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COE 265 | Sexuality & Desire

Professor Amy Hoffman


Be prepared to be flexible with your research question or thesis.

If you find too much information, your topic/thesis may be too broad.  You will need to narrow or focus it.

If you are finding very little information, your topic/thesis may be too specific, narrow, specialized or current.  With a topic that's too narrow, it may be difficult to find enough information to write your paper.  


Narrow Your Topic


Modern time period vs. historical perspective





Town, city, state, nation, country




 Age, race, gender, nationality, ethnic group, occupation 
Event or Aspect


Focus on an event within your topic: sexual discrimination prevention.  Or consider a particular aspect: historical, sociological, psychological


Person or Group


Related to your topic:  military, adolescents, poor, whites, Latinos, African Americans


Broaden Your Topic


Generalize your topic, or explore related topics or issues.  If your topic is the sexual orientation discrimination of military personnel in Lebanon county, PA, consider expanding that slightly to explore the sexual orientation discrimination of military personnel.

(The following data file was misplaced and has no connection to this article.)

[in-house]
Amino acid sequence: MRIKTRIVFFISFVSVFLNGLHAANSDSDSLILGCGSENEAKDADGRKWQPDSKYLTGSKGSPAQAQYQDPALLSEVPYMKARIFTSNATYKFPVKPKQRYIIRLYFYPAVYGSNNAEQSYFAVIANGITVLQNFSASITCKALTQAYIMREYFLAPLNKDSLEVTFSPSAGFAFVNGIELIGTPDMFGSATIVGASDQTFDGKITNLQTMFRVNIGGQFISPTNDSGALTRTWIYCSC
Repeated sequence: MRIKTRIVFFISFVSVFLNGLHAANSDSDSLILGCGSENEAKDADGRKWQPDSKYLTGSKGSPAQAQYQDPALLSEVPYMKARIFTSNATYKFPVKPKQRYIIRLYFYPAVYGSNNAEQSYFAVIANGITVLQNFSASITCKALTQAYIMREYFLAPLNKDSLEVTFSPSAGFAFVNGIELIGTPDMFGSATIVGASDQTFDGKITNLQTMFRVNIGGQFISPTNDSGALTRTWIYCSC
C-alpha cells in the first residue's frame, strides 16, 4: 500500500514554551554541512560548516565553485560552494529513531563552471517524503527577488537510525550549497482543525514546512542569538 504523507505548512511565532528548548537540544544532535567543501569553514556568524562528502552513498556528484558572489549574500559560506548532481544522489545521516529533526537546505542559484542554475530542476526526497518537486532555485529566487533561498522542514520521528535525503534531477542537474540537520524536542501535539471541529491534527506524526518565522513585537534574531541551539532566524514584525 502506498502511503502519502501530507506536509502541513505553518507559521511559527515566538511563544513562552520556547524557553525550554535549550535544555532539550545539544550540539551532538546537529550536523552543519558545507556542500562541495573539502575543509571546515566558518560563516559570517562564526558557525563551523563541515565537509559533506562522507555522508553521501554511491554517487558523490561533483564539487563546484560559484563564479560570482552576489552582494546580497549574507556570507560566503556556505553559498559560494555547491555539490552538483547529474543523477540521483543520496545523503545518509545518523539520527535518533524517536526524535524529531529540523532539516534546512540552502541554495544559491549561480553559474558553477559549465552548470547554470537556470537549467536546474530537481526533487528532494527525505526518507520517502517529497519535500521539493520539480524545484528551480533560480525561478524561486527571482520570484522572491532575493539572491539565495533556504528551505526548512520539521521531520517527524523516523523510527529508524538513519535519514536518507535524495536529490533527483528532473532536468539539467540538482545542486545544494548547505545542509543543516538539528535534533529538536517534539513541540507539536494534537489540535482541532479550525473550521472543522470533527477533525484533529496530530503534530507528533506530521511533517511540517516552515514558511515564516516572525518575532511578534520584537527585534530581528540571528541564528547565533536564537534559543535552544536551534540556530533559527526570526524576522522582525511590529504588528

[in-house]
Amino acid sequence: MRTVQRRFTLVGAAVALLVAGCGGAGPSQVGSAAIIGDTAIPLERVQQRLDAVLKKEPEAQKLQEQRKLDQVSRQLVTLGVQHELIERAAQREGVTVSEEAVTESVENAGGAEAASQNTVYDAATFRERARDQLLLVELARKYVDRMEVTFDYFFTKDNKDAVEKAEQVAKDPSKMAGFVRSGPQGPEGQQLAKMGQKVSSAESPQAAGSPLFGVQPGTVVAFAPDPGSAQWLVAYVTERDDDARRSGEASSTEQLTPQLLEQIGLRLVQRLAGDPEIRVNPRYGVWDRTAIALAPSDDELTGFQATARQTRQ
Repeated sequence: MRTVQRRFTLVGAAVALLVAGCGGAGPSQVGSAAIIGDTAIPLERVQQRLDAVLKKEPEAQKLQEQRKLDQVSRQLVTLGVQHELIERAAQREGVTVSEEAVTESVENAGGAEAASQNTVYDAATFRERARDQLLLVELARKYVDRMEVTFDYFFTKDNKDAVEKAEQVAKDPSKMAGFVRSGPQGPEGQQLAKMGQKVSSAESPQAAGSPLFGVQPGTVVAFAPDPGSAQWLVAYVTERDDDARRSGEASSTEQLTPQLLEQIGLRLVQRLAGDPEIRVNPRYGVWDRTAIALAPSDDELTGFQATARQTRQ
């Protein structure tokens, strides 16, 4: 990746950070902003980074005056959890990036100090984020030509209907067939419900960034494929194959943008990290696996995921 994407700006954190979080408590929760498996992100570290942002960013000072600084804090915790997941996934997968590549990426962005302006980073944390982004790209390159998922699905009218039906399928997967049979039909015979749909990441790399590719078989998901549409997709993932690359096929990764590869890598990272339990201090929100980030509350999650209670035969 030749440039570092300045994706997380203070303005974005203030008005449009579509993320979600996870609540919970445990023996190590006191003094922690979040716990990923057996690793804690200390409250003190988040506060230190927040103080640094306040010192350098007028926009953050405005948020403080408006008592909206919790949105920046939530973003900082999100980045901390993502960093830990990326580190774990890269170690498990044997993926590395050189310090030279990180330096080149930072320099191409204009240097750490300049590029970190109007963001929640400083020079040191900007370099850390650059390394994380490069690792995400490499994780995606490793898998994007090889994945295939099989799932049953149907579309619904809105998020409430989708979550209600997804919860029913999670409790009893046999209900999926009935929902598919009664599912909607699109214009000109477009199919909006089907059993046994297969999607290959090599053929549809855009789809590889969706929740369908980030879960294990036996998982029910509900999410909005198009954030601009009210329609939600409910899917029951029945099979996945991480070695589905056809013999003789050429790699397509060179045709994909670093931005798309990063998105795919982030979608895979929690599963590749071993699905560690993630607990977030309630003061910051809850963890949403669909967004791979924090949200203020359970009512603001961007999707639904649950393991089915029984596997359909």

If your topic has just occurred, there won't be books or journal articles available just yet.  Choose an alternative topic that is not so recent.



Database Choice 


Use other databases in your subject area, or consider checking databases in a related subject area (which might cover the topic from a different perspective, for example, education, psychology, criminal justice).


Use a thesaurus to find synonyms for your topic. When reading background information, note how your topic is expressed in these materials. When you find citations in an article database, note the terms being used by experts in the field.





Explore related issues--what are some solutions to sexual orientation discrimination?


Expand    Remove


Expand or remove: location, time period, aspect, event, population, person/group.